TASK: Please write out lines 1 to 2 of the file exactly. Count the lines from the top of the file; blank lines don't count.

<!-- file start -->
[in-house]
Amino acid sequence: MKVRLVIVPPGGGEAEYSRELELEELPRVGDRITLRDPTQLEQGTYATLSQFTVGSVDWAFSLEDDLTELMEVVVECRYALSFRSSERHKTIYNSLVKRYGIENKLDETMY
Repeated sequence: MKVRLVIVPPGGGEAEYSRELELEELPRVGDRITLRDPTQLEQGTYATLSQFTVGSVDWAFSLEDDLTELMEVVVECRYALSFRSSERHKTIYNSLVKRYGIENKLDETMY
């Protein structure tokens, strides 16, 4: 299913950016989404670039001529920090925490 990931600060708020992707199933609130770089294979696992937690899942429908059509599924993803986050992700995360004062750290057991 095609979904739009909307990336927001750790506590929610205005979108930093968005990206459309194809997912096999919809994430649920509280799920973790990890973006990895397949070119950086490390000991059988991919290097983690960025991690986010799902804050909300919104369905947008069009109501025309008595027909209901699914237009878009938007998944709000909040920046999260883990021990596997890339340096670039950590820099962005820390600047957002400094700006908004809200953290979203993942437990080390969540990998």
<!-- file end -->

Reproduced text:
[in-house]
Amino acid sequence: MKVRLVIVPPGGGEAEYSRELELEELPRVGDRITLRDPTQLEQGTYATLSQFTVGSVDWAFSLEDDLTELMEVVVECRYALSFRSSERHKTIYNSLVKRYGIENKLDETMY